Be a Beer Nerd - Not a Beer Jock


At a homebrew competition this weekend, I was part of a conversation about boorish, pushy alehole behavior, and one of the participants opined, "Beer nerds - what are you going to do?"

It occurred to me, though, that what we're talking about doesn't really fit with generalized "nerd" behavior.  Deeply knowledgeable, overly-committed, willing to talk a subject to death - that's nerd behavior, for sure.  Shaming, bullying, exclusive?  That's not "nerd" terrain, no matter what the canonical Revenge of the Nerds films would suggest.  

What we're talking about here aren't "beer nerds."  They're beer jocks.

The Beer Jock

I should probably point out at the outset that I'm not casting aspersions on athletes as a group.  I'm simply using the 80's-nostalgia-film-fueled paradigm of nerds v. jocks as a rhetorical device.  Some of my best friends are jocks.  There - I've covered myself, right?

Now, back to those awful, cruel, high-handed beer jocks, shoving us beer nerds into our chest freezers...

I'm not talking here about a garden-variety "beer talk terrorist," horning in on conversations and holding forth on the proper glassware for a Kolsch v. a Pilsner.  No, I'm talking about the people that are so committed to craft beer that they're openly mocking and shaming other beer drinkers.

Sometimes the target of their ire is just a rube who stupidly thinks s/he actually likes their preferred macro lager.  Let's all have a laugh at their expense!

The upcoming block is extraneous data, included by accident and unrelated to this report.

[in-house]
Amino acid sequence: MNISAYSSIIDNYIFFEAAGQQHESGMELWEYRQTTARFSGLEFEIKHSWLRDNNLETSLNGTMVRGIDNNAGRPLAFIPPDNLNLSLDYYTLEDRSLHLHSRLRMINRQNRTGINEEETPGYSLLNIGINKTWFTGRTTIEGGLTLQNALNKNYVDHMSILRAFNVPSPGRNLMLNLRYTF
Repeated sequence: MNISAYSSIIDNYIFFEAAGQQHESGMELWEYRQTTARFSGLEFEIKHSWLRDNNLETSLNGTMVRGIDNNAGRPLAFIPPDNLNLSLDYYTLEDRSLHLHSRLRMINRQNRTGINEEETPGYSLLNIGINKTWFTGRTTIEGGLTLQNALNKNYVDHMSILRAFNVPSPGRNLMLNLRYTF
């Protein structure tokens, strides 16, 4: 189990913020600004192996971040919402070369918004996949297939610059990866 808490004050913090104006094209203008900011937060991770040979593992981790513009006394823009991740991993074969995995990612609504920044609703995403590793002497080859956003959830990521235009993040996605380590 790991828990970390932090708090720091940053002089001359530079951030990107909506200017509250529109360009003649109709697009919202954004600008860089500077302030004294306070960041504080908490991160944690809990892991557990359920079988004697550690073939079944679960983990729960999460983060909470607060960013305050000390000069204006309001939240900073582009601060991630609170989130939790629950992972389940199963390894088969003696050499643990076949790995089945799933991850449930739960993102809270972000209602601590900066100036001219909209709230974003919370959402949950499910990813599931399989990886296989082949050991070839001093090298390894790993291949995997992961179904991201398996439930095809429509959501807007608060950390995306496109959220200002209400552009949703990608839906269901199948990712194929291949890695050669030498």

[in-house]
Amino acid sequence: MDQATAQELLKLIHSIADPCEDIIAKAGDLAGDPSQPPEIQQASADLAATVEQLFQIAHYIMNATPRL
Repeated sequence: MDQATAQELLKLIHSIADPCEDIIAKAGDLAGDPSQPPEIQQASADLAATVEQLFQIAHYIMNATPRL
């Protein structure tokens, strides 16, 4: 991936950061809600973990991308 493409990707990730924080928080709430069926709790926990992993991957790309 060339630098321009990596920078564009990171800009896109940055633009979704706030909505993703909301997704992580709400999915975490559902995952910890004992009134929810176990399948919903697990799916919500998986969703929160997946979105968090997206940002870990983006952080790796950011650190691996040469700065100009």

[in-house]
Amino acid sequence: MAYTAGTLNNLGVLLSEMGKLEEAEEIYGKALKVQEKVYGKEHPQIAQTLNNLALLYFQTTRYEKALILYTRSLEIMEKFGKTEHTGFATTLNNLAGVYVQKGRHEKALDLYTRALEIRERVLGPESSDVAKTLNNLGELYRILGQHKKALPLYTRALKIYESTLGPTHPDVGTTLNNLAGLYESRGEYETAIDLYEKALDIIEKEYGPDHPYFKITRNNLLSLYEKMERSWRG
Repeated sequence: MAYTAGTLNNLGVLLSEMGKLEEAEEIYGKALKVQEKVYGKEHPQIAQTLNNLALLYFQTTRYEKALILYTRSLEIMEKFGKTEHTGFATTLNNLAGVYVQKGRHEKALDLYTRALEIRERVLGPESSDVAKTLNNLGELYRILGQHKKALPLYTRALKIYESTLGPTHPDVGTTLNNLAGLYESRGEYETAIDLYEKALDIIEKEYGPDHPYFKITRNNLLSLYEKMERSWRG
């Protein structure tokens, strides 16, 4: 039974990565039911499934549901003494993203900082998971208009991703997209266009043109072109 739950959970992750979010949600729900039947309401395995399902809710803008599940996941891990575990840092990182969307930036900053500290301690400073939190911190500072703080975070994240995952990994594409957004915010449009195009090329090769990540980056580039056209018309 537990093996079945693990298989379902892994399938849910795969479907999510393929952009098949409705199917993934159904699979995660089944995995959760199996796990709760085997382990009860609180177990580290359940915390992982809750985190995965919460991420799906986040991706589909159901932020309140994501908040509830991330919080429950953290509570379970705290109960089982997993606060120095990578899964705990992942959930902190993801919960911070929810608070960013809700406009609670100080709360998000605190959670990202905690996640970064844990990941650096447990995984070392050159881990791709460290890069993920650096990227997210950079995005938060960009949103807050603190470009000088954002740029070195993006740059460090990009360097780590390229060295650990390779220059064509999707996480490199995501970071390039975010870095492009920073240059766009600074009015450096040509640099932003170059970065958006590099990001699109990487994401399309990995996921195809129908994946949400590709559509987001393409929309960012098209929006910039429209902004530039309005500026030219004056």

Often it's a fellow craft beer lover who isn't sufficiently nerdy - "what do you mean you haven't heard about Rainbow IPA?  The BA better update its guidelines to include them.  They have negative IBUs and are no discernible color, which means they're every color.  They're everywhere in Pittston, bro.  Wait, you don't even know about the hot new brewing town of Pittston?  Wow..."  

Could also be the beer jock who's too cool/postmodern for pumpkin beers, except the ones that get released in March "and are really more white squash beers, which is way more authentic."  In fact, the beer jock rejects all seasonal beers, and the people who drink them.

Or maybe it's a soulless capitalist who still buys the occasional case of Boddington or Goose Island, not realizing that they're coughing up money so that some rich CEO can get a third beach house - what a POS.  "Can you believe he still does that?  I mean, I've consciously uncoupled from any of my relatives and friends who still insist on drinking Devil's Backbone Vienna Lager.  Who needs that kind of betrayal in their lives?"

And I'm not even going to bother (well, I guess I am) pointing out the irony that these same aleholes never miss a chance to talk about the importance of camaraderie and fellowship in craft beer.  

Nerd Out

By all means, nerd out.  I'll spend hours in a discussion of the futility of secondary fermentations and the virtues of floor malted grains.  We enjoy the minutiae of beer and brewing, surveying the beer scene, analyzing what we see.

There's nothing at all wrong with a deep dive on a topic.  Malcolm Gladwell, writing in The Tipping Point, discusses a type of person he calls a "maven," who is an active expert on a subject.  Mavens are useful "tippers" because they can provide more than superficial knowledge on a specialized and not-yet-broadly-engaged topic.  Mavens are obsessed with ideas, not people.  

And therein, I think, lies the difference.  When you turn from an obsession with knowledge and ideas to a preoccupation with how others engage with your chosen nerdified field of interest, you weaponize your nerdism.  When you do, you pivot from Beer Nerd to Beer Jock, and that's when we see the kind of bullying behavior that's so common to this archetype.  

If you see me doing this, please let me know - I'm sure it happens.  As I've always said, I am, without question, a carrier of the alehole gene.  It's one of the reasons I love writing Beer Simple - it lets me engage in a Dr. Jekyll/Mr. Hyde-like analysis of my own beerhavior.  If this applies to you, too, then we all have some work to do.

Keep it simple.


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